Quietly but surely, the University of Calgary’s Faculty of Graduate Studies (known as FGS) is taking bold steps to change the landscape of graduate education.
In the past FGS was mostly known as an administrator, a faculty of registration for the university’s 6,000 graduate students. and an upholder of quality, ensuring the university’s graduate degrees meet high standards. These still remain core responsibilities for the 31-person faculty, which includes associate deans, program managers, awards and records officers and specialists. Each day FGS staff help students manage the administrative components of their programs. They also oversee $30 million in awards and funding for domestic and international students.
But in the last few years, FGS has evolved into more — as a facilitator for change, working with campus partners to enhance and enrich graduate education at the university.
Focus on serving students
Consider these achievements: A year and half ago, the University of Calgary became one of the first institutions in North America to introduce a supervisory development program for graduate supervisors. At the same time, it’s also fine-tuned an online interactive progress report created in 2010 the first of its kind in Canada — to enable students to track their achievements and share feedback. And in another unique move, FGS has enlisted student ambassadors to connect with other graduate students, helping them to find resources and training they need to succeed in future careers.
Guiding these and other actions is a renewed focus in FGS on serving students. “We’re not here just to be an enforcer of rules, but to provide the leadership, training and support students need to achieve their academic goals,” says FGS Dean Lisa Young.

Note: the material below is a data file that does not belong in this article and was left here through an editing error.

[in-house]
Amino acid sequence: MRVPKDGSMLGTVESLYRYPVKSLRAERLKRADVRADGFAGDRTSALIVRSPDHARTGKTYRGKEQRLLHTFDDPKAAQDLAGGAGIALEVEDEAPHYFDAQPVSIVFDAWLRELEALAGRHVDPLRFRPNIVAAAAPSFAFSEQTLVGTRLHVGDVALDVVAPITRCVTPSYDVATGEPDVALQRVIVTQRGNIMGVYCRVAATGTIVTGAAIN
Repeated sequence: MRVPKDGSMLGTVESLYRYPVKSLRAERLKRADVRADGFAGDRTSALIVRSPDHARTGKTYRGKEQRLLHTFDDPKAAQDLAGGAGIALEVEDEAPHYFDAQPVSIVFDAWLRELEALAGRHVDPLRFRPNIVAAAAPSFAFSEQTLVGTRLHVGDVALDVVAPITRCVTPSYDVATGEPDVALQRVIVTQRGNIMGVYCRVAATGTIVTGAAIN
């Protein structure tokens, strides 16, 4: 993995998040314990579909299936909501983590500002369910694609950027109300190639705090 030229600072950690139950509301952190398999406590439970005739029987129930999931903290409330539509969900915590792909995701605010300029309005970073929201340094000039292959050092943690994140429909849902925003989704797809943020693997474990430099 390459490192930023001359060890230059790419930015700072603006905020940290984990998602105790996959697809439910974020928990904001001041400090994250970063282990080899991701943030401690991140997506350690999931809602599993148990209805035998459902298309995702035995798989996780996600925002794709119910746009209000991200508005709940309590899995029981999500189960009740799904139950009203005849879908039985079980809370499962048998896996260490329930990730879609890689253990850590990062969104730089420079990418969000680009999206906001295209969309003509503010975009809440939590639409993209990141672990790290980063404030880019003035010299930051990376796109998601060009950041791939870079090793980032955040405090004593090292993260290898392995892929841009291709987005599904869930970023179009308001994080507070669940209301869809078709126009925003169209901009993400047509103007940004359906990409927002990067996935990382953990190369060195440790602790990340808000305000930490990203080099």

At the heart of the change for Young and others in the faculty is a growing realization that, as student needs change, so must graduate education.
Taking a leadership role
“We’re entering new territory. Graduate education is developing in a way to prepare students to not just find work in academic professions but also for the private and public sectors. Ultimately we want to improve the student experience and outcomes. To do that, we must take a holistic approach — one that provides more support to both students and faculty,” she says.
All of these developments mean that FGS must take a strong leadership role through new programs and services. Certainly, the growing number of students taking part in My GradSkills workshops, and the strong commitment of supervisors to the award-winning supervisory development program, are signs to FGS leaders that its recent initiatives are headed in the right direction.
Young says the new programs are closely aligned with the university’s drive for excellence.
“In addition to attracting quality graduate students, we want to ensure excellence in supervision and academic training for our students. Our aim is that every graduate student should have a positive, successful experience at the university.”